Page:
Yesterday I came accross a tricky useage of raise_error matcher in rspec, first I try to use the one line syntax is_expected.to

it { is_expected.to raise_error(SomeError) }

but I got an eror which stops the test before the test is finished.

It is confusing in the first time, because is_expected.to is shortcut for expect(subject).

Then I found this excellent explanation in Github isses.

So expect(subject) is not a block, subject is executed instantly, so rspec will stop before evaluating raise_error matcher.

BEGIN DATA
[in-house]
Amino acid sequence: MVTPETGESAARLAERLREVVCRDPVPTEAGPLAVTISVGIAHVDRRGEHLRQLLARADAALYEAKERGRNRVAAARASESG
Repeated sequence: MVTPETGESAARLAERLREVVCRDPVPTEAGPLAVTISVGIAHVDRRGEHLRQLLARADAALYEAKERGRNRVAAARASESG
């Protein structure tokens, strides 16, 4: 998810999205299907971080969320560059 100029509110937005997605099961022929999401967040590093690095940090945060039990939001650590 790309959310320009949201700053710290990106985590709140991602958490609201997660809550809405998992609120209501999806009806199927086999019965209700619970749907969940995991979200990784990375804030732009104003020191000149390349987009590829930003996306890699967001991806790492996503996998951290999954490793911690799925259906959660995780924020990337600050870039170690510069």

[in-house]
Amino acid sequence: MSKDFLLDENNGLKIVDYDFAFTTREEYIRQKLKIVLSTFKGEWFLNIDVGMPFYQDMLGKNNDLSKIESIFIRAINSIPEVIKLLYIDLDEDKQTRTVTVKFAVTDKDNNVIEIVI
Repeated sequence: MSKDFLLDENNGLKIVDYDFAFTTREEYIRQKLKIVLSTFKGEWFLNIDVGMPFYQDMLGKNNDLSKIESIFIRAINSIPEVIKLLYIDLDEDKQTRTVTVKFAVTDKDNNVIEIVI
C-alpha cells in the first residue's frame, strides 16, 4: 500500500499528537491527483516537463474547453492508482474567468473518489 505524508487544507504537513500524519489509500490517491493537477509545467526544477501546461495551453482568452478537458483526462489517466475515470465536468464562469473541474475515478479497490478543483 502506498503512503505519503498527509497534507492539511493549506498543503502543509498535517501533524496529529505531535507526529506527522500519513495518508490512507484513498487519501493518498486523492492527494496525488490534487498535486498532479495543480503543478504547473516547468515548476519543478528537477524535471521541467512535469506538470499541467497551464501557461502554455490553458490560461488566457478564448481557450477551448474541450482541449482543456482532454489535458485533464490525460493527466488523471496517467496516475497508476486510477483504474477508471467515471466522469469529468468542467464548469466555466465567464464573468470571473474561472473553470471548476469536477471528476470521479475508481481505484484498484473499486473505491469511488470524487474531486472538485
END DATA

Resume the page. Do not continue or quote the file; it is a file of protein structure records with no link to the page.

In order to make it work, we can make subject itself a block

subject { -> { raise SomeError } }

it { is_expected.to raise_error(SomeError) }

But this syntax is creepy, instead it’s better to use

subject { raise SomeError }

expect { subject }.to raise_error(SomeError)